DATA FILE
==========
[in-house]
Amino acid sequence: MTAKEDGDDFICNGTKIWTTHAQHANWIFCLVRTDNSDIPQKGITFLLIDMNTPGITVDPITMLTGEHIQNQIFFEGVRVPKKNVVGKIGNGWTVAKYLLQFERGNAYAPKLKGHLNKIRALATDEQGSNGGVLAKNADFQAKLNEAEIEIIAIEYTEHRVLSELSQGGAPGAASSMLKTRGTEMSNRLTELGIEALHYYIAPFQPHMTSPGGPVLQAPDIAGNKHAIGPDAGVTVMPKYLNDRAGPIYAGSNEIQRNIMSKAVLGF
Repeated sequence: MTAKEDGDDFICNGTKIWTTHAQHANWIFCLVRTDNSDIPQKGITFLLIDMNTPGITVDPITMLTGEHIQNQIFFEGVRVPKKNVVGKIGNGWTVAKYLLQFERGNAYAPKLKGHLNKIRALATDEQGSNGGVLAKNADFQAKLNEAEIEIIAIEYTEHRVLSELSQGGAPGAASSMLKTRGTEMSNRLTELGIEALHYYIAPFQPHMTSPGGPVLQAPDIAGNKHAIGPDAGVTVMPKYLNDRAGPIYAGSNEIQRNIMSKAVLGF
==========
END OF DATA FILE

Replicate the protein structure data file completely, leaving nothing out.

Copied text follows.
[in-house]
Amino acid sequence: MTAKEDGDDFICNGTKIWTTHAQHANWIFCLVRTDNSDIPQKGITFLLIDMNTPGITVDPITMLTGEHIQNQIFFEGVRVPKKNVVGKIGNGWTVAKYLLQFERGNAYAPKLKGHLNKIRALATDEQGSNGGVLAKNADFQAKLNEAEIEIIAIEYTEHRVLSELSQGGAPGAASSMLKTRGTEMSNRLTELGIEALHYYIAPFQPHMTSPGGPVLQAPDIAGNKHAIGPDAGVTVMPKYLNDRAGPIYAGSNEIQRNIMSKAVLGF
Repeated sequence: MTAKEDGDDFICNGTKIWTTHAQHANWIFCLVRTDNSDIPQKGITFLLIDMNTPGITVDPITMLTGEHIQNQIFFEGVRVPKKNVVGKIGNGWTVAKYLLQFERGNAYAPKLKGHLNKIRALATDEQGSNGGVLAKNADFQAKLNEAEIEIIAIEYTEHRVLSELSQGGAPGAASSMLKTRGTEMSNRLTELGIEALHYYIAPFQPHMTSPGGPVLQAPDIAGNKHAIGPDAGVTVMPKYLNDRAGPIYAGSNEIQRNIMSKAVLGF